Guernsey Press

Number of local market homes sold in Q1 lowest since 1999

INTEREST rate instability was partly to blame for the number of local market homes sold in the first quarter of this year being the lowest over a three-month period since records began in 1999.


The latest States property price bulletin reported just 93 local market property transactions from January to March, 57 fewer than the last quarter and 20 down on the same period last year. The average selling price actually dipped below £600,000.

During the quarter the average price of a local market home fell to £599,745 – was 1.6% down on the last quarter of 2023 and 2.3% lower than the first quarter of last year. But they were still some 45% higher than the same quarter five years ago.

Savills’ Guernsey head of residential sales Stuart Leslie said that as well as the instability of interest rates, which made buyers more cautious, there was another factor involved in the low sales.

‘The low transaction numbers relate largely to the properties that went under offer at the end of last year as it can take 8-10 weeks for sales to go through,’ he said.

‘It also has to be seen in the context of the high number of sales in 2020-21. The property market often moves in cycles, so this isn’t necessarily wholly unexpected. That said, the wheels do seem to be turning again – and more stability in the mortgage markets will provide reassurance.’

Swoffers’ director Andre Austin said that it was important to keep the figures in perspective and not take the first quarter in isolation.

‘We’ve got just under 50 local market properties under offer and 46 have just signed. I think the second quarter is going to tell a different story. After a challenging year last year it feels infinitely better.’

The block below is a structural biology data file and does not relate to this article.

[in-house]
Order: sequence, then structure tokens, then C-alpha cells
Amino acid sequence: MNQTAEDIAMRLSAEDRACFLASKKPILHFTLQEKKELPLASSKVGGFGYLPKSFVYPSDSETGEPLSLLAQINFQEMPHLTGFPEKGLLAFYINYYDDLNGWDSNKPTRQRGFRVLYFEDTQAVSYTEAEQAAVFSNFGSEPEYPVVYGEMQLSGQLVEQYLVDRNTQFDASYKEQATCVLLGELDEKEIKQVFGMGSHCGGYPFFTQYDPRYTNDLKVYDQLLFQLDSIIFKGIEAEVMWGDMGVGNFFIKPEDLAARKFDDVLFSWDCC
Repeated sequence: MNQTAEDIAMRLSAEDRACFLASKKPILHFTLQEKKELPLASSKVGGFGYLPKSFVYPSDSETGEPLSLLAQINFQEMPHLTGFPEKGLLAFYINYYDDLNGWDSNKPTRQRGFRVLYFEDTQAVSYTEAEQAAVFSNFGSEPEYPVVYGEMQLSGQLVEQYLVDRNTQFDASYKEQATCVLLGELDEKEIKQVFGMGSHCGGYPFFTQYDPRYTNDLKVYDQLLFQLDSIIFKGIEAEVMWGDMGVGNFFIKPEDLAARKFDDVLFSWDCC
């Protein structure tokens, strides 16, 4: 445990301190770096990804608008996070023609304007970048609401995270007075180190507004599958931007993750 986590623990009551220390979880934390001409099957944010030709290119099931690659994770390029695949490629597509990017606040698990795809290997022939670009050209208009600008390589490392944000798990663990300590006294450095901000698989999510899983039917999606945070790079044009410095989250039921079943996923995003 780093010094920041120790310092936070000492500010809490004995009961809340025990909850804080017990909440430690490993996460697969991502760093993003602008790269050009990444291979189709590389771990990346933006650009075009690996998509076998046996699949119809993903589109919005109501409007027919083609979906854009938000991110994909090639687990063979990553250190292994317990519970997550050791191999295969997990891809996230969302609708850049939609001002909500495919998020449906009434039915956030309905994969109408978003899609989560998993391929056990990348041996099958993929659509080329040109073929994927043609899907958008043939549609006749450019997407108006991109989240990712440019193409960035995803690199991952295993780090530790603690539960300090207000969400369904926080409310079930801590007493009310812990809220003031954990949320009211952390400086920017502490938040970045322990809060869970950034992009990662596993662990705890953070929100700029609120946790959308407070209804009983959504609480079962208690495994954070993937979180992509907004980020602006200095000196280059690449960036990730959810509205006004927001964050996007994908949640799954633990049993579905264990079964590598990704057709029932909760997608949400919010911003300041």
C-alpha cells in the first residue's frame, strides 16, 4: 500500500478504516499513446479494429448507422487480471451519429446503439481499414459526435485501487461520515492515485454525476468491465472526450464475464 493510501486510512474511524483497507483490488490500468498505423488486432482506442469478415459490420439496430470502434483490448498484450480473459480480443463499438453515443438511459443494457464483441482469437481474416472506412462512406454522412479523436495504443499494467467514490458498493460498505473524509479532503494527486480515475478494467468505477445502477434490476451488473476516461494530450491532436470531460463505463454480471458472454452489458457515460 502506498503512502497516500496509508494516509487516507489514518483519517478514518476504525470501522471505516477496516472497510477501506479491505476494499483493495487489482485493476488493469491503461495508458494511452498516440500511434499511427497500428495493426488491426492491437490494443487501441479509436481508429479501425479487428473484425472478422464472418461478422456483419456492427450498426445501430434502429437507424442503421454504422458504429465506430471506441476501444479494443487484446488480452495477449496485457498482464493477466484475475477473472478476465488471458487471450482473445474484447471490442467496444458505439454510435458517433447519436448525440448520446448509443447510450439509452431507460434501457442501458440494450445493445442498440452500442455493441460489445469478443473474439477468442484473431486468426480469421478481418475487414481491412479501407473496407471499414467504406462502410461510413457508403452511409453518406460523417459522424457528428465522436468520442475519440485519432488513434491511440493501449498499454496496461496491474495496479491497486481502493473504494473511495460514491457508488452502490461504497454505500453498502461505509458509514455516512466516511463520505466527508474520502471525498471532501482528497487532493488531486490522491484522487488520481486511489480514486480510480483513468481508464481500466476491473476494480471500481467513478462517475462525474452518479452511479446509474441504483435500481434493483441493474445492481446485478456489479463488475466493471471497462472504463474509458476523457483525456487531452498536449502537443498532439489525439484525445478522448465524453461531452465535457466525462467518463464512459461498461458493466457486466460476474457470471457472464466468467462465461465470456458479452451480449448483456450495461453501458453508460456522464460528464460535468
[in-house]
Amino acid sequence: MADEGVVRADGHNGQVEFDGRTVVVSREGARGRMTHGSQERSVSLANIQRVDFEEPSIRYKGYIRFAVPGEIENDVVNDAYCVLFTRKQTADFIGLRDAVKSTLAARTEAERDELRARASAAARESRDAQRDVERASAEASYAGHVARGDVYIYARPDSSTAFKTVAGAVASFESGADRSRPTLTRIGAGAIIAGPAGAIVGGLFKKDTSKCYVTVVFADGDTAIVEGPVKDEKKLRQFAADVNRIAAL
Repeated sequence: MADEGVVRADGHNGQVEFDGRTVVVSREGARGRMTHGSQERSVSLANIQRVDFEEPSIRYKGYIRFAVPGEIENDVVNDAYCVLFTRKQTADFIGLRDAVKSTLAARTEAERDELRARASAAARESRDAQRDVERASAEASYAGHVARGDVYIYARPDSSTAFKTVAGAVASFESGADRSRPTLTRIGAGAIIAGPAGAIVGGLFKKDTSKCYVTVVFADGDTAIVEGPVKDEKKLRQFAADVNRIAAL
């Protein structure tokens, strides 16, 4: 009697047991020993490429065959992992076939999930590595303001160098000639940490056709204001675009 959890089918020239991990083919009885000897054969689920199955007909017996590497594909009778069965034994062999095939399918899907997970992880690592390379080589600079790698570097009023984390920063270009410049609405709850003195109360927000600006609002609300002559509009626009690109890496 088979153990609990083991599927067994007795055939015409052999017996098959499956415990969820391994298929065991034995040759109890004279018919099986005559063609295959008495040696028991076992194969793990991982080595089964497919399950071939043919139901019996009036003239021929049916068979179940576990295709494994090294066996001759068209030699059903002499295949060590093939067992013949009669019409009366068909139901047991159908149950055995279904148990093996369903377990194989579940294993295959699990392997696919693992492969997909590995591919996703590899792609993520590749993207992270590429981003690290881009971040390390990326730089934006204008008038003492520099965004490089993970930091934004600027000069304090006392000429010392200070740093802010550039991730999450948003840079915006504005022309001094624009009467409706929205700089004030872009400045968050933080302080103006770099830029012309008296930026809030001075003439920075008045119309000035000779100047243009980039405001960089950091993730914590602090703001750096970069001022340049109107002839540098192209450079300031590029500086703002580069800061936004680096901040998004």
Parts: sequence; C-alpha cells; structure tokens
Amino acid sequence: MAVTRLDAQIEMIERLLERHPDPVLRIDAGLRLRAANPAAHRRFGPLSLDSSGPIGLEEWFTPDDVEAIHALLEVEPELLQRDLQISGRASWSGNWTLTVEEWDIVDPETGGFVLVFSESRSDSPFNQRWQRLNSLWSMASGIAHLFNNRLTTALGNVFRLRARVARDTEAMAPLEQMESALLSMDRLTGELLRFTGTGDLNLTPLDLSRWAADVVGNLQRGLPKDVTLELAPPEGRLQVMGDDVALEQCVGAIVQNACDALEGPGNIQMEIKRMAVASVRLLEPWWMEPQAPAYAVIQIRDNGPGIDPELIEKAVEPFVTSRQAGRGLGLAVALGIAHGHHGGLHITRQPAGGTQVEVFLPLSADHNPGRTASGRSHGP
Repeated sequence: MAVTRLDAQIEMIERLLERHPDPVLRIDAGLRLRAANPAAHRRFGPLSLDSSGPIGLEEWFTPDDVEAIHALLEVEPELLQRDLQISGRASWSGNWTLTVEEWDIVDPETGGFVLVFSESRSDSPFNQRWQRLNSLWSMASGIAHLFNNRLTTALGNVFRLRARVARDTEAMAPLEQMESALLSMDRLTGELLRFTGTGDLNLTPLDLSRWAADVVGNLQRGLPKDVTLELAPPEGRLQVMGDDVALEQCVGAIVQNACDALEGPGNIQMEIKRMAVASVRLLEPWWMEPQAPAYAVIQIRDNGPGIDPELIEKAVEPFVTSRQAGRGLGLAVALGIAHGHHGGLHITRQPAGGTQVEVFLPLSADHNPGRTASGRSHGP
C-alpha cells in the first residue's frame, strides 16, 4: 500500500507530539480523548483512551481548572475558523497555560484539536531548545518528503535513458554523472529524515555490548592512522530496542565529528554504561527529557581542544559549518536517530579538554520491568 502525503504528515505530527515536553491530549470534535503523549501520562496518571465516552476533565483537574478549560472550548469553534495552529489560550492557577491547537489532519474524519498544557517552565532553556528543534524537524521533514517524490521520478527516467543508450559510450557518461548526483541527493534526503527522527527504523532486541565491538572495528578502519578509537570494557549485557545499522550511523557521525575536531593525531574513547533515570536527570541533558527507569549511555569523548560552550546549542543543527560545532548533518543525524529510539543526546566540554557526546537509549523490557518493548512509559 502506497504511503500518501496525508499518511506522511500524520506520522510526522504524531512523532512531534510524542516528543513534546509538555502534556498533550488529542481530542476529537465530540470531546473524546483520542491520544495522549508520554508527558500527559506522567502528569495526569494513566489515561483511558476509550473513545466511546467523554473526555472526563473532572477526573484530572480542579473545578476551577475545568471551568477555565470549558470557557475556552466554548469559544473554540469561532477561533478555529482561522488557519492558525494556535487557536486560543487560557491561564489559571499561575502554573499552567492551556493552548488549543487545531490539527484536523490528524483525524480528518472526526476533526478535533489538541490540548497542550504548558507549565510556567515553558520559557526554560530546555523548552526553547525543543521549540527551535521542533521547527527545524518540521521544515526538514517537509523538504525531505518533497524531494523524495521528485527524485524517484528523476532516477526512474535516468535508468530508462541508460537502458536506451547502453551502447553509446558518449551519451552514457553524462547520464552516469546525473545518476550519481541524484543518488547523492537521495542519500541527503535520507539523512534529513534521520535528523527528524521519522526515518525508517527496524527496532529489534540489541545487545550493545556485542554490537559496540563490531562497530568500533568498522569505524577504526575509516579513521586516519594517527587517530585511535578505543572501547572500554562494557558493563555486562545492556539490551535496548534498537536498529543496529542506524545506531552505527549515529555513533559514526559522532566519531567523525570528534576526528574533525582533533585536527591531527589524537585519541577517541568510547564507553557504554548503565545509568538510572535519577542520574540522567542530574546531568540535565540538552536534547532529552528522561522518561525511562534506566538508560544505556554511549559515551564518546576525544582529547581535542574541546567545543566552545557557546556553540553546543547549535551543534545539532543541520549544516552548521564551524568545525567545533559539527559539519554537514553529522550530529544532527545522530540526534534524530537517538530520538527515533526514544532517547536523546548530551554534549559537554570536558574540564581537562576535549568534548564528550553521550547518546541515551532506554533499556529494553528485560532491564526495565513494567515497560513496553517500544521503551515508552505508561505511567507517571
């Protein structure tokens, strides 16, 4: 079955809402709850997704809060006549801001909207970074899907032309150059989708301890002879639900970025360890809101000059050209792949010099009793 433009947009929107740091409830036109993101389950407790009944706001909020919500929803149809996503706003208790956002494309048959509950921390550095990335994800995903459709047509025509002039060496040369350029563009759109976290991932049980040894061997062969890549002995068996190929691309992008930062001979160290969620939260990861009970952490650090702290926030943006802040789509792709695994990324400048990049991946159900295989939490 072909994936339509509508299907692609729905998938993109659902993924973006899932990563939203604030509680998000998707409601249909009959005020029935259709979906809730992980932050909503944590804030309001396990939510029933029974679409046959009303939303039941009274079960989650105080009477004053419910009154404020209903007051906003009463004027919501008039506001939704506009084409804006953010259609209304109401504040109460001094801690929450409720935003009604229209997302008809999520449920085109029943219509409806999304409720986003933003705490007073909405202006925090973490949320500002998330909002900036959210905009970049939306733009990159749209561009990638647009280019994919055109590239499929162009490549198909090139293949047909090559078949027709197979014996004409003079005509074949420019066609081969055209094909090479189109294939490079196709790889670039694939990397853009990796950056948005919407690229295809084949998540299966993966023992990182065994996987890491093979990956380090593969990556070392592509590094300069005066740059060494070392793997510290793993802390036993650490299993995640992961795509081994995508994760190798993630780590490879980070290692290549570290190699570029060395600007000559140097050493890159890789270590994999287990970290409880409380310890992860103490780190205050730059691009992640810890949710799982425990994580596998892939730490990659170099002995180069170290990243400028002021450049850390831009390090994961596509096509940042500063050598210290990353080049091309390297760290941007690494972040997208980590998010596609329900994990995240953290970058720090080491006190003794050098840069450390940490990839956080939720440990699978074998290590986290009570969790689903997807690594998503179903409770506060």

Even a short period of stable interest rates would give people the opportunity to work out what they could afford, he said, while a fall would help even more.

Mr Leslie said this was traditionally the most popular time of year in which to buy and sell a home. While the markets were price-sensitive and finance remained a major consideration, the greater stability in lending costs, alongside a slightly improved economic outlook, seemed to have encouraged a greater degree of activity.

The company had upgraded its forecasts for UK house prices which he said were expected to grow 2.5% this year.

‘As confidence grows across the English Channel that may well translate to greater activity over here as well.’

Mr Austin said that in the wake of Covid there were a lot more cash buyers, but currently it was a chain market and vendors were more inclined to have ‘a sensible conversation’ about prices rather than the previous situation where there was little room for movement.

There were 18 open market residential property transactions during the first quarter of 2024, an increase of four over the first quarter of last year. The average price of these was £1,46m., down from £1,78m. in the first quarter of 2023, but 7.5% higher than the same quarter last year and 43.9% higher than five years ago.